Derek said: “My father told my mother to get the two eldest boys into the shelter and he would look after the youngest boy. But my mother wanted them all to stay together.”
The family huddled together in the cupboard under the stairs as German bombers pulverised the city. A single bomb obliterated 20 Broomhall Crescent and the three adjoining houses. Everything was destroyed. The report by ambulanceman Dodd records that he recovered the three boys bodies at 11.30 that night. The cause of death is repeated in triplicate: “Blast from high explosive bomb.”
Derek said: “Apparently when the boys were carried out there was not a mark on their bodies. That is the absolute miracle of it. They had suffocated.”
Less than two hours later, Thomas was given permission to remove the bodies of his sons from the mortuary in South Yardley.
On the same night, the homes of Ellen’s two brothers – in Balsall Heath and Tyseley – were also hit but they were both spared. Ellen, whose father Joseph was taken prisoner by the Germans during the First World War, suffered terribly in the wake of the bombing and it is clear that she never came to terms with the loss of her boys. Back then, there were no counsellors, no psychologists, no effective drug therapies.
Derek said: “The bombing affected my mother’s health very badly. She suffered from nervous breakdowns. It didn’t help that in those days they had electric shock treatment.”
After spells in hospital, Ellen was cared for at home. Derek recalled how his mother would cry every weekend and would lay flowers on the boys’ grave each Sunday, a ritual she continued until the 1970s. Derek added: “My mother always had the bombing in her mind until the day she died.”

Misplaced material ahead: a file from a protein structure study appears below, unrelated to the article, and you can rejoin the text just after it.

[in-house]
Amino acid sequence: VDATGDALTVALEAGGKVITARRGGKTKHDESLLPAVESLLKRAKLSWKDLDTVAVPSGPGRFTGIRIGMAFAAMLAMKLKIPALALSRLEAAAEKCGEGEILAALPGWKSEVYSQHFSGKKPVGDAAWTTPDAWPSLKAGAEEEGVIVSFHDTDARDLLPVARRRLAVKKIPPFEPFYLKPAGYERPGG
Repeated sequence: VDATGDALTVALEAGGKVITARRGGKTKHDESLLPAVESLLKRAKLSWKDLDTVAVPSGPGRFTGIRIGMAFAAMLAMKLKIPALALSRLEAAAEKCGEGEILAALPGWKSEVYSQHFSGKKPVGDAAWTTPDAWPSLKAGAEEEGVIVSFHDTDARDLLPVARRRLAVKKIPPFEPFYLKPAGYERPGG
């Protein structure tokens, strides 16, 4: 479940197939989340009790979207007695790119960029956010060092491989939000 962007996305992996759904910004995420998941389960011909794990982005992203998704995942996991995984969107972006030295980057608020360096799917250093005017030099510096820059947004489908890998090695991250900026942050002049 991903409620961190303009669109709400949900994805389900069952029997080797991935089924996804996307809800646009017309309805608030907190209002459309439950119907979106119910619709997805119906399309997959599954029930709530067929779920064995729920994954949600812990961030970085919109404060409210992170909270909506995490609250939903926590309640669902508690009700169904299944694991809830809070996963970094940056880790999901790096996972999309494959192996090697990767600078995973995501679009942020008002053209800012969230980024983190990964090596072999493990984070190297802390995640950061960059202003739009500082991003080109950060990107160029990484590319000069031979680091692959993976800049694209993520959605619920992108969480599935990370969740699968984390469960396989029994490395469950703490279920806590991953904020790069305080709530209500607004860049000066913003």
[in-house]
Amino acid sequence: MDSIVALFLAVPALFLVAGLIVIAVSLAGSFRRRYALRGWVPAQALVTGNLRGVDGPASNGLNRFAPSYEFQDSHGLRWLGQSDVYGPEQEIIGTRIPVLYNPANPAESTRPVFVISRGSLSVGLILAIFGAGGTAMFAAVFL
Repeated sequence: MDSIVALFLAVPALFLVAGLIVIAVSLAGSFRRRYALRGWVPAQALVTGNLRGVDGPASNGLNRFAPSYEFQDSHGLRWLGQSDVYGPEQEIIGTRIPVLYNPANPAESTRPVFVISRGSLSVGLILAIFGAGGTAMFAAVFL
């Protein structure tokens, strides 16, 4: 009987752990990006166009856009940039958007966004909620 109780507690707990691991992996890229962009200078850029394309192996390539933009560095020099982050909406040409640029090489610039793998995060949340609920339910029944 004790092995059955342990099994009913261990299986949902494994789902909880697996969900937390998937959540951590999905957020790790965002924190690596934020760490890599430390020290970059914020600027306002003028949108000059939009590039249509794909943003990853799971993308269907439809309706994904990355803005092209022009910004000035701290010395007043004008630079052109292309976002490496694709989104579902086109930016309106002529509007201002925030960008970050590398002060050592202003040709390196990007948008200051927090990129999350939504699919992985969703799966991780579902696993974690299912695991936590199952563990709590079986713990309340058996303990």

The block of four houses in Broomhall Crescent was re-built by the council following the war and the families were asked if they wanted to move back in. All of them did.
Each year, Ellen and Thomas attended Remembrance Day services at their local church in Hall Green, where they were married, but they did not discuss their reasons with Derek: “My dad would never talk about the war. It really was a taboo subject.”
Thomas died, aged 70, in 1978. When Ellen passed away, aged 89 in 2001, her ashes were interred with David, Raymond and Kenneth. Derek still visits the grave, in the shadow of an oak tree, on Christmas Day, Mother’s Day and Ellen’s birthday in September.
He continues to cherish the single remaining photograph of the three brothers he never knew.
And here there is a twist. The photograph is actually two pictures: the image of Kenneth has been superimposed on the portrait of his two big brothers. The back of the picture is dated December 12, but the year is not legible.
Kenneth, who was two when he died, is no longer a babe in arms so the photo must have been taken not long before he was killed. The date, December 12, could therefore refer to the date the two images were combined. Following this, the picture of the three brothers was transferred on to postcards and sent out to relatives as a memento – just like the postcard Derek carries in his wallet to this day.